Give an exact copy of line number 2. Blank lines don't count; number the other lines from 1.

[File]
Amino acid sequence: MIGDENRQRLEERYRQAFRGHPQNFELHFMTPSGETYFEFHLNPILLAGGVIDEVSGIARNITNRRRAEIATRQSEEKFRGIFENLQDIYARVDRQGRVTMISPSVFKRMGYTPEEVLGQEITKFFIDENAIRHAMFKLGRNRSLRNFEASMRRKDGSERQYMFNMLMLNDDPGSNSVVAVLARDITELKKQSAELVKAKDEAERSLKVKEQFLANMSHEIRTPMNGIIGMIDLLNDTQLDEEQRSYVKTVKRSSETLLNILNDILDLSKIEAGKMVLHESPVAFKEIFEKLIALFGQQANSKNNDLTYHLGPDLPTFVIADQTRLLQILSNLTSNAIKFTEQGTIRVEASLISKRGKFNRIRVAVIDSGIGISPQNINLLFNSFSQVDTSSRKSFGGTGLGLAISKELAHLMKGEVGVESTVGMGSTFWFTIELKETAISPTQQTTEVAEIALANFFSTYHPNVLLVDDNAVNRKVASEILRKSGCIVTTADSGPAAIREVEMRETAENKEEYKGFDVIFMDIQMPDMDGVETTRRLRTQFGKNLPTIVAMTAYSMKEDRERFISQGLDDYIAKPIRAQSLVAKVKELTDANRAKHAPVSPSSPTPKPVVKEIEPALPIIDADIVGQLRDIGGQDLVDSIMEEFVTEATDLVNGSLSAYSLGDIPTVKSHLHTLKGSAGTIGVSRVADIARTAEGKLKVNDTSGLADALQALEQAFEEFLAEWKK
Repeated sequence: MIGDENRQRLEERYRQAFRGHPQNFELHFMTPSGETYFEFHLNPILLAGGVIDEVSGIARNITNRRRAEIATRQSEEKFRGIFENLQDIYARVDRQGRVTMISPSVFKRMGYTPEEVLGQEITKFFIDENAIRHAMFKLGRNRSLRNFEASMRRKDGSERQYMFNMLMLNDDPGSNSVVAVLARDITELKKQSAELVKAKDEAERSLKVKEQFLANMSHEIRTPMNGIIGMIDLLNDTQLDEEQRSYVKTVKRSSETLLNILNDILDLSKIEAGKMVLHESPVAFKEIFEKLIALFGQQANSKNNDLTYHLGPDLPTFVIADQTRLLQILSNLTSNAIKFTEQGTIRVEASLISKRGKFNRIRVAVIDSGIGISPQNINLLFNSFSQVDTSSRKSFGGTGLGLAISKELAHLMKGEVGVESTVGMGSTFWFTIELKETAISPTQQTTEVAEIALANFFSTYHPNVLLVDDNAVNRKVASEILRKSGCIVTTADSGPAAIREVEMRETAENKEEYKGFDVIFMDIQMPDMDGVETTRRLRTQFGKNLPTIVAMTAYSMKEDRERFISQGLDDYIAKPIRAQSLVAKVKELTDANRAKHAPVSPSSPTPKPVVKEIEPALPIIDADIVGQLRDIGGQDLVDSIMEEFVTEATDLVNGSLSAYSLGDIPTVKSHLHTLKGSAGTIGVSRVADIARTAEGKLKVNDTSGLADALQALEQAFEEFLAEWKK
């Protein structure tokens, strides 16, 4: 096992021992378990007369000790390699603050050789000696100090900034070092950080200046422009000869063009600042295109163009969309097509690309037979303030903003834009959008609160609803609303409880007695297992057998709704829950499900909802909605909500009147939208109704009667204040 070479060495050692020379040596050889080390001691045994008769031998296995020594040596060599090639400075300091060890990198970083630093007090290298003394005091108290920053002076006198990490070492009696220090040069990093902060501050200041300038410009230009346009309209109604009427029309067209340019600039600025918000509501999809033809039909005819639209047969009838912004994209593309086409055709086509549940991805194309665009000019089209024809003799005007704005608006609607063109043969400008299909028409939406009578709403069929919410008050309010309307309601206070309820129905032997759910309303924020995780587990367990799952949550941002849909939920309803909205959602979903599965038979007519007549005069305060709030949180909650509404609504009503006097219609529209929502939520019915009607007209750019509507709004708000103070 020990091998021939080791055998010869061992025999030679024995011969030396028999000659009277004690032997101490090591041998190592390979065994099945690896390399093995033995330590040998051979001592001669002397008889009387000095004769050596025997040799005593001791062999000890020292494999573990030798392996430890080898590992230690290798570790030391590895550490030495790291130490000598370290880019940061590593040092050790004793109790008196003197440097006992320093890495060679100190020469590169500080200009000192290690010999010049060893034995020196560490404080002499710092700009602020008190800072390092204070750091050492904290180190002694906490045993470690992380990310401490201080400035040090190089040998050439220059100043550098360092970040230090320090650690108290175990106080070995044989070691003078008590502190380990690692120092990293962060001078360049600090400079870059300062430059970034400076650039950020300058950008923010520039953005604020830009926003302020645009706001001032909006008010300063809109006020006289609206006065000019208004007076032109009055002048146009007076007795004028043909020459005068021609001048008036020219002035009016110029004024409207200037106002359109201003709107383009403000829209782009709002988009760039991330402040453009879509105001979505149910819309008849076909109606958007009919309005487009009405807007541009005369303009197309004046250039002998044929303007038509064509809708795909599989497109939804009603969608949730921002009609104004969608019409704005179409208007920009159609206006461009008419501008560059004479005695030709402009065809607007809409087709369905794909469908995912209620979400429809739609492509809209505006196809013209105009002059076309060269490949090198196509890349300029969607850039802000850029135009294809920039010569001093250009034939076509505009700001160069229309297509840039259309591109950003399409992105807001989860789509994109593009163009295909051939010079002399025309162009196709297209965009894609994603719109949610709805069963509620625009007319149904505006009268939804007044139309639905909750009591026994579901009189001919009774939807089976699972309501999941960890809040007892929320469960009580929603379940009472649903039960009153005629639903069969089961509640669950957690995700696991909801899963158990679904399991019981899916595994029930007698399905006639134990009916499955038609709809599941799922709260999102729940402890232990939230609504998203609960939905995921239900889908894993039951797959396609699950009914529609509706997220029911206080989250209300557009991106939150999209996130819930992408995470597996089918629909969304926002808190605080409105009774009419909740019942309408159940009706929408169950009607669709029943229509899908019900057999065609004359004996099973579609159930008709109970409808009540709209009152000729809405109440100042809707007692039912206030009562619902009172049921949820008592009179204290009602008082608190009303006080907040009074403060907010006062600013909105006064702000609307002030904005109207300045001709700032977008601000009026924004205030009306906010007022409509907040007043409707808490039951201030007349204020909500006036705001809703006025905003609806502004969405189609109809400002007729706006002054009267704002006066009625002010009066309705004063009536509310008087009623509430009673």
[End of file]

Repeated sequence: MIGDENRQRLEERYRQAFRGHPQNFELHFMTPSGETYFEFHLNPILLAGGVIDEVSGIARNITNRRRAEIATRQSEEKFRGIFENLQDIYARVDRQGRVTMISPSVFKRMGYTPEEVLGQEITKFFIDENAIRHAMFKLGRNRSLRNFEASMRRKDGSERQYMFNMLMLNDDPGSNSVVAVLARDITELKKQSAELVKAKDEAERSLKVKEQFLANMSHEIRTPMNGIIGMIDLLNDTQLDEEQRSYVKTVKRSSETLLNILNDILDLSKIEAGKMVLHESPVAFKEIFEKLIALFGQQANSKNNDLTYHLGPDLPTFVIADQTRLLQILSNLTSNAIKFTEQGTIRVEASLISKRGKFNRIRVAVIDSGIGISPQNINLLFNSFSQVDTSSRKSFGGTGLGLAISKELAHLMKGEVGVESTVGMGSTFWFTIELKETAISPTQQTTEVAEIALANFFSTYHPNVLLVDDNAVNRKVASEILRKSGCIVTTADSGPAAIREVEMRETAENKEEYKGFDVIFMDIQMPDMDGVETTRRLRTQFGKNLPTIVAMTAYSMKEDRERFISQGLDDYIAKPIRAQSLVAKVKELTDANRAKHAPVSPSSPTPKPVVKEIEPALPIIDADIVGQLRDIGGQDLVDSIMEEFVTEATDLVNGSLSAYSLGDIPTVKSHLHTLKGSAGTIGVSRVADIARTAEGKLKVNDTSGLADALQALEQAFEEFLAEWKK